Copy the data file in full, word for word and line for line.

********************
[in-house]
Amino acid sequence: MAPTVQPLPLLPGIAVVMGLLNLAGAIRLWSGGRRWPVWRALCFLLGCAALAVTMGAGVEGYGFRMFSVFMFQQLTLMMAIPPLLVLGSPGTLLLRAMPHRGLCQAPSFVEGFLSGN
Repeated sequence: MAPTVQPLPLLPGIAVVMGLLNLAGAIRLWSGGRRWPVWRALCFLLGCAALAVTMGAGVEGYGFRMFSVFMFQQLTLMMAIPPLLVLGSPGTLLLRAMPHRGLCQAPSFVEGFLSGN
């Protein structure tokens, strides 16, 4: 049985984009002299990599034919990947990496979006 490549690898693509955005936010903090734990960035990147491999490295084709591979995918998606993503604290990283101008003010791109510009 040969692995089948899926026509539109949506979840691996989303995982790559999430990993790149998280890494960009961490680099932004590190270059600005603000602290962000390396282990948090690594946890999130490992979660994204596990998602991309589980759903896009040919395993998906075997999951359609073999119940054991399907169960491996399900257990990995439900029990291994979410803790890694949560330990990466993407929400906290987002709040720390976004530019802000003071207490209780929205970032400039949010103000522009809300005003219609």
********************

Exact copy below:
[in-house]
Amino acid sequence: MAPTVQPLPLLPGIAVVMGLLNLAGAIRLWSGGRRWPVWRALCFLLGCAALAVTMGAGVEGYGFRMFSVFMFQQLTLMMAIPPLLVLGSPGTLLLRAMPHRGLCQAPSFVEGFLSGN
Repeated sequence: MAPTVQPLPLLPGIAVVMGLLNLAGAIRLWSGGRRWPVWRALCFLLGCAALAVTMGAGVEGYGFRMFSVFMFQQLTLMMAIPPLLVLGSPGTLLLRAMPHRGLCQAPSFVEGFLSGN
């Protein structure tokens, strides 16, 4: 049985984009002299990599034919990947990496979006 490549690898693509955005936010903090734990960035990147491999490295084709591979995918998606993503604290990283101008003010791109510009 040969692995089948899926026509539109949506979840691996989303995982790559999430990993790149998280890494960009961490680099932004590190270059600005603000602290962000390396282990948090690594946890999130490992979660994204596990998602991309589980759903896009040919395993998906075997999951359609073999119940054991399907169960491996399900257990990995439900029990291994979410803790890694949560330990990466993407929400906290987002709040720390976004530019802000003071207490209780929205970032400039949010103000522009809300005003219609």